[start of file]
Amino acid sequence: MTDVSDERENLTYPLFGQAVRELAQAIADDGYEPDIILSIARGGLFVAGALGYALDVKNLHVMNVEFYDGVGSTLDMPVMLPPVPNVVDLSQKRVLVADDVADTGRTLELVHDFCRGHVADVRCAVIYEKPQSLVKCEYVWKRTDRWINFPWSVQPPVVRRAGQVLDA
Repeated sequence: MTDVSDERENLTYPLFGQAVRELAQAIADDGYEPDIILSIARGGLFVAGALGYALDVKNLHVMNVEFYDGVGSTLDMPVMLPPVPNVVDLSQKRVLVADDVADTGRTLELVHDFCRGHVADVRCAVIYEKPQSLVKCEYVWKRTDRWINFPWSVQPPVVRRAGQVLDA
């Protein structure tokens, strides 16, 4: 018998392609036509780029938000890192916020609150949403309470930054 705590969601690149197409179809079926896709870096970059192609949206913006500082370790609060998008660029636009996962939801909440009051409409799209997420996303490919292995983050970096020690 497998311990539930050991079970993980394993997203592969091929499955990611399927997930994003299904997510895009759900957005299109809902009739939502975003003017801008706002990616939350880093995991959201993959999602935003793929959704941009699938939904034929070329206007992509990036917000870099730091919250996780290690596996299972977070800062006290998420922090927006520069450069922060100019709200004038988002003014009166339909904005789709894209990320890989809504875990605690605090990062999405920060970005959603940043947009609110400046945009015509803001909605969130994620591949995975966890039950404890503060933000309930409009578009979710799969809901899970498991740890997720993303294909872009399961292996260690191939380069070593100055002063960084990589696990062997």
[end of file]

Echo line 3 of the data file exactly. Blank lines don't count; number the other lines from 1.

């Protein structure tokens, strides 16, 4: 018998392609036509780029938000890192916020609150949403309470930054 705590969601690149197409179809079926896709870096970059192609949206913006500082370790609060998008660029636009996962939801909440009051409409799209997420996303490919292995983050970096020690 497998311990539930050991079970993980394993997203592969091929499955990611399927997930994003299904997510895009759900957005299109809902009739939502975003003017801008706002990616939350880093995991959201993959999602935003793929959704941009699938939904034929070329206007992509990036917000870099730091919250996780290690596996299972977070800062006290998420922090927006520069450069922060100019709200004038988002003014009166339909904005789709894209990320890989809504875990605690605090990062999405920060970005959603940043947009609110400046945009015509803001909605969130994620591949995975966890039950404890503060933000309930409009578009979710799969809901899970498991740890997720993303294909872009399961292996260690191939380069070593100055002063960084990589696990062997």